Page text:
“She’s soulful and she’s powerful, and she also has this ability to be vulnerable—even playing Rachel, who does some really questionable things,” Fiorentino says.” Though Fiorentino was a long-time fan of Appleby’s, seeing in her previous roles the promise of something great, the casting director stresses that Appleby had to work as hard for the role as anyone else.“She fought for this part, and did so with zest and passion. Fiorentino doesn’t let herself off the hook, either, continuing to strive to rise to the level of great material. Working with casting director Karina Walters on the show’s second season, now mid-way through production, Fiorentino can’t wait for viewers to see how it all plays out.
Also vitally important, even among newer actors, was the command of a certain range.
“Having that ability to weave comedy into drama is so specific, and a lot of people can’t do it,” she says.
“If you don’t have that in this show, you run the risk of losing an entire layer of the piece.” Rising to that challenge in the role of young, mentally ill TV producer Rachel Goldberg was Shiri Appleby, who, like her character on screen, has a very particular set of skills.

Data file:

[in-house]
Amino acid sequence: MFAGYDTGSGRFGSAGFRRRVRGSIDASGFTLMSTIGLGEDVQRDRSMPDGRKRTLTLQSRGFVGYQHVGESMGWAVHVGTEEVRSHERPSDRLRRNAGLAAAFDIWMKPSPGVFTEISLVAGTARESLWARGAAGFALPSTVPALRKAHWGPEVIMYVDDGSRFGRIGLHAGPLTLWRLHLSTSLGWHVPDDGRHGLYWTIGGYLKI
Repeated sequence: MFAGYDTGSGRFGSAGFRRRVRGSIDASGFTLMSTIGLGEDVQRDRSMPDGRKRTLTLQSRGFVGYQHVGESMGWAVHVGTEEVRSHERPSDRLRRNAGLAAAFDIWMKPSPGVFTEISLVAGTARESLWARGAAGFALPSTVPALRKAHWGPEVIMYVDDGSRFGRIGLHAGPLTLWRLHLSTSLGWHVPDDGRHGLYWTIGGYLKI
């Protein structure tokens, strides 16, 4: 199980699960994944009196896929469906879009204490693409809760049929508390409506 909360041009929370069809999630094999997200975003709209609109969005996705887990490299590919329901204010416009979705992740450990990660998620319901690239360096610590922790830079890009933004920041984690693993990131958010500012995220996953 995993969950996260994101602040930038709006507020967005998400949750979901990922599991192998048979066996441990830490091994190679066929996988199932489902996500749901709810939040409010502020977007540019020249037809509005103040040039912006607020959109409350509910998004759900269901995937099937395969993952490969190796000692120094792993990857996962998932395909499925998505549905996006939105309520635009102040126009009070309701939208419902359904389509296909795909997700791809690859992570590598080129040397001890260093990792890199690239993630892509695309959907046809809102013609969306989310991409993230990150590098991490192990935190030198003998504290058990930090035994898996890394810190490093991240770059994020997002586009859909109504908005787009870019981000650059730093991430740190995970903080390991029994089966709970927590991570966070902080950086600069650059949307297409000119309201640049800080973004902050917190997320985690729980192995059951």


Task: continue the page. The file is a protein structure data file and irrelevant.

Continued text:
“From the start, I’ve had an issue with reality television, and even more so with dating shows, just because I think it exploits women, and men as well—and just the idea of intimacy and love, and how that can evolve,” she says.
, the mission was to be as authentic as possible, almost in reaction to the synthetic shenanigans conjured up on screen.
In this case, that meant finding the right balance of heavyweight actors and relative newcomers, with an emphasis on fresh faces.When casting the show’s lead roles—which went to Shiri Appleby, Constance Zimmer and Craig Bierko—the creators asked for actors with the requisite skills and experience to handle very challenging, very dramatic material, and who also weren’t necessarily household names., and its meta projection of a show within a show, Fiorentino saw the possibility for a revealing look at the ugly reality behind reality television, as the lens is turned around and the creator becomes the subject.Admittedly, Fiorentino is a little biased; her aversion to reality TV stems, to a certain degree, from her professional responsibilities as an actor’s advocate.“I kind of had a bee in my bonnet about air space being taken up by real people when there are wonderful actors out there who needed jobs,” she says.On another level, Fiorentino is concerned with the consequences that arise when a society buys into the fantasy sold by this kind of entertainment.